Traveling in Style : Side Trips : Sacred, er, Grounds

Everyone knows that Seattle is the capital of coffee--espresso stands at the Mukilteo ferry terminal, "Oil, Lube, Espresso" signs at the corner gas station, that sort of thing. For a couple of years now, while the rest of the country has been slowly waking up to "gourmet" coffees, what passed for a reasonable debate there was whether Starbucks roasted its beans too dark. Now that Starbucks has hit it big nationally, paved those latte trails, it's considered, well, a little mainstream, a little uncool. A chain. And so begins the post-Starbucks period.

Cafe Ladro, a new mom-and-pop business with a hipster's comfortable edge, is a case in point. Not only is the under-30 couple who opened it unfazed by direct competition by the country's hottest coffee chain, they actually like being just two doors down from a busy Starbucks corner shop on Queen Anne hill. "Being next door gives us the opportunity to highlight our differences," says Jack Kelly who, with wife Keri d'Angelo, also offers bakery goods from Ladro's ovens. "Starbucks has a to-go atmosphere. We don't."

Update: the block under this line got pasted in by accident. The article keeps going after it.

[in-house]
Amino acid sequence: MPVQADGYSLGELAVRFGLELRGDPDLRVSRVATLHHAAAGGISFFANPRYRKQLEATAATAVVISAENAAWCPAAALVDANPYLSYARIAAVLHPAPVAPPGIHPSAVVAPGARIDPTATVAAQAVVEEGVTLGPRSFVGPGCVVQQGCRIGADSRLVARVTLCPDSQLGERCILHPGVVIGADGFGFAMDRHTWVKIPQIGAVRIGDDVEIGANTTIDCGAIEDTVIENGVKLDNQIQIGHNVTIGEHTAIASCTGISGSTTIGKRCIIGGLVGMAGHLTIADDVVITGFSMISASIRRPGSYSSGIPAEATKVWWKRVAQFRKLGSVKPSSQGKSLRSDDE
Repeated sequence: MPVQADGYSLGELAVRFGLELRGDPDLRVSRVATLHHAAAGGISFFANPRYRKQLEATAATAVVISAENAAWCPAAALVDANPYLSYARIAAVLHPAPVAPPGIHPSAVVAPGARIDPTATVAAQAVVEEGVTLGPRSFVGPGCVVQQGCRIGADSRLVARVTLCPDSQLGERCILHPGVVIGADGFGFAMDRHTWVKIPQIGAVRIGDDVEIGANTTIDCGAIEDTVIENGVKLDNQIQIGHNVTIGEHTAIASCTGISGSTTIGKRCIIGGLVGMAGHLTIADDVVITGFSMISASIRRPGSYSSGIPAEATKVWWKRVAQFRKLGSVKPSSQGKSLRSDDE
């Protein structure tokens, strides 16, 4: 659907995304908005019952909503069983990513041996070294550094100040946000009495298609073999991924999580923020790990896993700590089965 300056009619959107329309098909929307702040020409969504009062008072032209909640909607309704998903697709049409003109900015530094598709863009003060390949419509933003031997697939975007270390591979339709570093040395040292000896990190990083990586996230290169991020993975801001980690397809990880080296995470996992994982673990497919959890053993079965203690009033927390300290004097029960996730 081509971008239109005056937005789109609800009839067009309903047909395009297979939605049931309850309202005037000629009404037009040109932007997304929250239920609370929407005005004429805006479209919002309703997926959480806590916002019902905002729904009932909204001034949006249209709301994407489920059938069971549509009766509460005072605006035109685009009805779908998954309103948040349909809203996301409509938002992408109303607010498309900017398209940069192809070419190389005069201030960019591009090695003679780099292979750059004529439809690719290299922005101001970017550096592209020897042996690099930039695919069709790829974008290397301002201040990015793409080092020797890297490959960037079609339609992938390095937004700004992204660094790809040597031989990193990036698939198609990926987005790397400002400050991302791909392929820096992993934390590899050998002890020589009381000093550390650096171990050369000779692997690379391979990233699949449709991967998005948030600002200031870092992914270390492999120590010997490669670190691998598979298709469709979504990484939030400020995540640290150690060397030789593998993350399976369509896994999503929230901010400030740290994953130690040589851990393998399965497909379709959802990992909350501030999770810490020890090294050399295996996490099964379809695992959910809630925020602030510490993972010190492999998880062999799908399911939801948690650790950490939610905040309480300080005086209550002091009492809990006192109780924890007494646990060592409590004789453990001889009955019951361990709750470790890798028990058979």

If Cafe Ladro shows up Starbucks' corporate mainstream nature, Zio Ricco, a beautiful new downtown "European coffeehouse" looks down its faux-Roman nose at the big chain's intentionally sterile, cookie-cutter nature. Here you get Italian slate flooring, marble countertops, cherry woods, custom-woven carpeting, leather wingback chairs and a mural copied from Paolo Uccello's "The Rout of San Ramona." And competitive prices, to boot ($2.60 for a grande latte ). In a further Pacific Northwest twist, Zio Ricco is owned by the Turnipseed brothers, Puyallup Indians who noticed how well espresso sold in their reservation smoke shop near Tacoma. To run the place, they hired, you guessed it, a Starbucks alum.

The visitor who'd like to observe the true coffee nuts (and have an espresso in the process) might want to stop by Jo Anne Lowery's Home Espresso Repair--or just plain HER. Yet another Starbucks alum, who bought out the company's parts inventory when it decided not to pursue repairing, Lowery sells coffee beans, grinds them to fit the individual coffee maker and serves one of the best cups of espresso (or latte ) in Seattle. She offers a few tables, some stools, the newspaper of the day, and some magazines about, well, coffee.

Cafe Ladro, 2205 Queen Anne Ave. North, (206) 282-5313. Zio Ricco, 1415 4th Ave., (206) 467-8616, fax (206) 467-8626. Home Espresso Repair, 6200 Phinney Ave. North, (206) 789-9513.

Copyright © 2019, Los Angeles Times
EDITION: California | U.S. & World